What exactly is House Intelligence Committee Chairman Adam Schiff trying to hide? The California lawmaker recently moved to dismiss a lawsuit seeking the disclosure of secret subpoenas that he issued during the impeachment investigations last year.
The subpoenas were issued for phone records that Schiff made public during the investigation. The chairman’s legal team told the U.S. District Court for D.C. that “These requests and subpoenas were integral to the Committee’s inquiry and consistent with its mandate to investigate and issue a report” regarding whether President Donald Trump should be impeached.
In December, Judicial Watch, a conservative watchdog group, filed the lawsuit against Schiff and the committee to gain access to “the controversial subpoenas issued for phone records.” The chairman issued the subpoenas to obtain the phone records of several individuals close to Trump, including his lawyer, Rudy Giuliani. Judicial Watch noted that the chairman’s impeachment report included, “the publication of the private phone records of Giuliani, Congressman Devin Nunes, journalist John Solomon, Trump attorney Jay Sekulow, attorney Victoria Toensing, and other American citizens.”
Tom Fitton, the head of Judicial Watch, previously vowed to “push back in court,” to reveal Schiff’s “abuse of power.” Other Republicans have slammed the chairman for publicizing the phone records. Rep. Devin Nunes (R-CA), also referred to the move as a “gross abuse of power.”
In December, Fitton explained that “Schiff abused his power to secretly subpoena and then publish the private phone records, in potential violation of the law, of innocent Americans.” He also stated that the chairman “ran roughshod over the rule of law in pursuit of the abusive impeachment of President Trump.”
In their filing, Schiff’s attorneys argued that Judicial Watch “has not demonstrated that the public interest in disclosure outweighs that House Defendants’ interest in non-disclosure.”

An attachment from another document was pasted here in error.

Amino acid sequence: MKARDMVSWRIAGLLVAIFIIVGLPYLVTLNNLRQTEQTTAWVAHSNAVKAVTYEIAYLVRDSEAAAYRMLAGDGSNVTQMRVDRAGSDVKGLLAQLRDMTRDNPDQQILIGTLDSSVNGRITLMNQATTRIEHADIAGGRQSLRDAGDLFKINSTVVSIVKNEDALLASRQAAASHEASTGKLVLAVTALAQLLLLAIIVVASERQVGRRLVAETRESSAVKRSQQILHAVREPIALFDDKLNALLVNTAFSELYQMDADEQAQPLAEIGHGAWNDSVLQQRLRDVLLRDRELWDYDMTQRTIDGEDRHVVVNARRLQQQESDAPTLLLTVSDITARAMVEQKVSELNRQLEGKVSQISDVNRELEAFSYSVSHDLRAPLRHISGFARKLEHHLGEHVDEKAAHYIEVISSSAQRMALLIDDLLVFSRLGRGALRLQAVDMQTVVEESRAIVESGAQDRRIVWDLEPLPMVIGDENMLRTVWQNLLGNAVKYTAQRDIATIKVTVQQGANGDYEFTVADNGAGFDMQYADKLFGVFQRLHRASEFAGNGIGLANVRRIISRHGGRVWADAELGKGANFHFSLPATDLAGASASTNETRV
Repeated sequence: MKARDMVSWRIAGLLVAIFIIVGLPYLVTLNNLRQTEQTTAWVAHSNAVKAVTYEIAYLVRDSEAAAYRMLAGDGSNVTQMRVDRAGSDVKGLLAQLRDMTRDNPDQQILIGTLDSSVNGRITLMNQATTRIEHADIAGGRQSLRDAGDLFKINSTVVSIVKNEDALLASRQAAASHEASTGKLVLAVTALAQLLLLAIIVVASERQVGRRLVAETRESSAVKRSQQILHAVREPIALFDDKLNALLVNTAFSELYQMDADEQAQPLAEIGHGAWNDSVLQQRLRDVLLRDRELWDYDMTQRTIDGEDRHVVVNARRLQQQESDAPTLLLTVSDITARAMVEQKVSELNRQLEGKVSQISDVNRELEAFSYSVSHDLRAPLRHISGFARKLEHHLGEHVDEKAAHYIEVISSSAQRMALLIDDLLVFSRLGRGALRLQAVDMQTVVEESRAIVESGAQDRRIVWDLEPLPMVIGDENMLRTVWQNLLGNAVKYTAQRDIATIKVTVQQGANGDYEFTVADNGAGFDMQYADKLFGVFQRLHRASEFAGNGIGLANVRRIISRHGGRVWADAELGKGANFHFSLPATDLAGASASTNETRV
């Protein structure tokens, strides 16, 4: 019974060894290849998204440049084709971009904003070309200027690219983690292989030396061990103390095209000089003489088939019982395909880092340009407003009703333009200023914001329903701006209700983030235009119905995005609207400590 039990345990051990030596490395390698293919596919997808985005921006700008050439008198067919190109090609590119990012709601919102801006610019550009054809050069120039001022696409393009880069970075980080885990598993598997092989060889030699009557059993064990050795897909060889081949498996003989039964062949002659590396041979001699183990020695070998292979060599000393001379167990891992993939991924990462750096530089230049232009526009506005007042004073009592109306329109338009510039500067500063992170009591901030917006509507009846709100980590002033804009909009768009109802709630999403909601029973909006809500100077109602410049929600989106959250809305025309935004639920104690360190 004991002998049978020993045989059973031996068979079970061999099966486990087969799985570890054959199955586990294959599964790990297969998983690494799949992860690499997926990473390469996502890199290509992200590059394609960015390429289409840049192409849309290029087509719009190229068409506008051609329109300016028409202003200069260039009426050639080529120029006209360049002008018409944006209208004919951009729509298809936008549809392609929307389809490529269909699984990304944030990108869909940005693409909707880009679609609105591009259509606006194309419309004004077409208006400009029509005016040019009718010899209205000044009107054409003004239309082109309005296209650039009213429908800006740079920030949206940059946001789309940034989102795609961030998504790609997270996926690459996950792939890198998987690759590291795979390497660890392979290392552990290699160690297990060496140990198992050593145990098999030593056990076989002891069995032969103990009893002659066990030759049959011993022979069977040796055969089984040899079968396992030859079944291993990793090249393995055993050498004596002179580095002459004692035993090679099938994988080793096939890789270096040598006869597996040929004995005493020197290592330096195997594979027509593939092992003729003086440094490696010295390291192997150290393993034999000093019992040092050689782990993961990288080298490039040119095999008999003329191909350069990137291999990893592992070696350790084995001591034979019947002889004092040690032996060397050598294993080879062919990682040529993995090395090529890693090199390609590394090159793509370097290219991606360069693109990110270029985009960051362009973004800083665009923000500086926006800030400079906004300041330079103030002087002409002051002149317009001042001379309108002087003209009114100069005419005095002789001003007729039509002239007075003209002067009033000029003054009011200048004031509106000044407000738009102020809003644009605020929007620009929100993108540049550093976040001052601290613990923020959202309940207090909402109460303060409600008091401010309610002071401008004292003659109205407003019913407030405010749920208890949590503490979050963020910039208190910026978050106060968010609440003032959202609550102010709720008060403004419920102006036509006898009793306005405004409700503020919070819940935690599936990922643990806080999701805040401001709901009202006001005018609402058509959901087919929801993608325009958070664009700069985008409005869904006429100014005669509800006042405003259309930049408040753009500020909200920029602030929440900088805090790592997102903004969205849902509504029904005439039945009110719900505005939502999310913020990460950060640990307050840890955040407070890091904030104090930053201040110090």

Judicial Watch’s original lawsuit filing insisted that “the records are of critical public importance as the subpoenas were issued without any lawful basis and violated the rights of numerous private citizens.” The group also asserted “disclosure of the requested records would serve the public interest by providing information about the unlawful issuance of the subpoenas.”
Judicial Watch is not that only entity that wants the records revealed. Brendan Carr, who serves as an FCC commissioner, wrote a letter to the chairman expressing his concern over his conduct during the impeachment debacle. He urged for more scrutiny on the secret subpoenas and inquired as to whether or not Schiff is still looking at private records.
Schiff’s report on impeachment included at least 3,719 pages of records. The commissioner noted Section 222 of the Communications Act, which “prohibits any telecommunications carrier from releasing customer call records except as authorized by the customer or as required by law.” He also pointed out that “federal law has long protected the privacy and confidentiality of Americans’ call records.”
It seems odd that Schiff’s lawyers would argue that public interest pertaining to the secret subpoenas would not be significant enough to disclose the content of the documents. After all, if a ranking member of Congress potentially violated the law by gaining access to private phone records, wouldn’t this be an issue that the public deserves to know more about?
Perhaps the chairman is aware that he may have overstepped his boundaries. If Judicial Watch wins the lawsuit, the public might discover that Schiff engaged in behavior that was questionable — if not illegal. After all, it’s clear that the Democrats were intent on impeaching the president by any means necessary. Is it that much of a stretch to think that they engaged in unethical tactics to achieve their objective?
Author: Jeff Charles